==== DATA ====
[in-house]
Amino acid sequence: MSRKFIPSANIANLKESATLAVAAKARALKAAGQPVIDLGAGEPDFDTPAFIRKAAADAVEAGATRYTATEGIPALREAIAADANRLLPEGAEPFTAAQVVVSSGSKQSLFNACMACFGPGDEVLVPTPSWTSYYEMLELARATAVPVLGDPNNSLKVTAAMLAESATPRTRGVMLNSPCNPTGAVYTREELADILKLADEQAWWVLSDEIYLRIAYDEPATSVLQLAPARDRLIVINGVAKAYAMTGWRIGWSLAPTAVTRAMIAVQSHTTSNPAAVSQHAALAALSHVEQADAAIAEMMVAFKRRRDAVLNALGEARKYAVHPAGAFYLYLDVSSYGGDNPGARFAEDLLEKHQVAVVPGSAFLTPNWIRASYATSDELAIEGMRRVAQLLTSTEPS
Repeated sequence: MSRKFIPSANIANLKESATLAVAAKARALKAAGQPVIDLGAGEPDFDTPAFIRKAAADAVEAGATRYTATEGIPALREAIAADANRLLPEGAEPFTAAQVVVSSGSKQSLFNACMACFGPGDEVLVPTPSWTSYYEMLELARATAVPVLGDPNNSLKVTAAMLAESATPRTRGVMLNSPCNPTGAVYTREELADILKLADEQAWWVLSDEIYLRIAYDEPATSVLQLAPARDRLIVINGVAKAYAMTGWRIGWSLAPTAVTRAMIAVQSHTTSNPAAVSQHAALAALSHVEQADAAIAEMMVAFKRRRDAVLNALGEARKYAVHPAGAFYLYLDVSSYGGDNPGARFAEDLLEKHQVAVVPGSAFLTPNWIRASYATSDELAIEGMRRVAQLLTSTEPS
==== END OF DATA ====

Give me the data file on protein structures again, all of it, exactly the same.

[in-house]
Amino acid sequence: MSRKFIPSANIANLKESATLAVAAKARALKAAGQPVIDLGAGEPDFDTPAFIRKAAADAVEAGATRYTATEGIPALREAIAADANRLLPEGAEPFTAAQVVVSSGSKQSLFNACMACFGPGDEVLVPTPSWTSYYEMLELARATAVPVLGDPNNSLKVTAAMLAESATPRTRGVMLNSPCNPTGAVYTREELADILKLADEQAWWVLSDEIYLRIAYDEPATSVLQLAPARDRLIVINGVAKAYAMTGWRIGWSLAPTAVTRAMIAVQSHTTSNPAAVSQHAALAALSHVEQADAAIAEMMVAFKRRRDAVLNALGEARKYAVHPAGAFYLYLDVSSYGGDNPGARFAEDLLEKHQVAVVPGSAFLTPNWIRASYATSDELAIEGMRRVAQLLTSTEPS
Repeated sequence: MSRKFIPSANIANLKESATLAVAAKARALKAAGQPVIDLGAGEPDFDTPAFIRKAAADAVEAGATRYTATEGIPALREAIAADANRLLPEGAEPFTAAQVVVSSGSKQSLFNACMACFGPGDEVLVPTPSWTSYYEMLELARATAVPVLGDPNNSLKVTAAMLAESATPRTRGVMLNSPCNPTGAVYTREELADILKLADEQAWWVLSDEIYLRIAYDEPATSVLQLAPARDRLIVINGVAKAYAMTGWRIGWSLAPTAVTRAMIAVQSHTTSNPAAVSQHAALAALSHVEQADAAIAEMMVAFKRRRDAVLNALGEARKYAVHPAGAFYLYLDVSSYGGDNPGARFAEDLLEKHQVAVVPGSAFLTPNWIRASYATSDELAIEGMRRVAQLLTSTEPS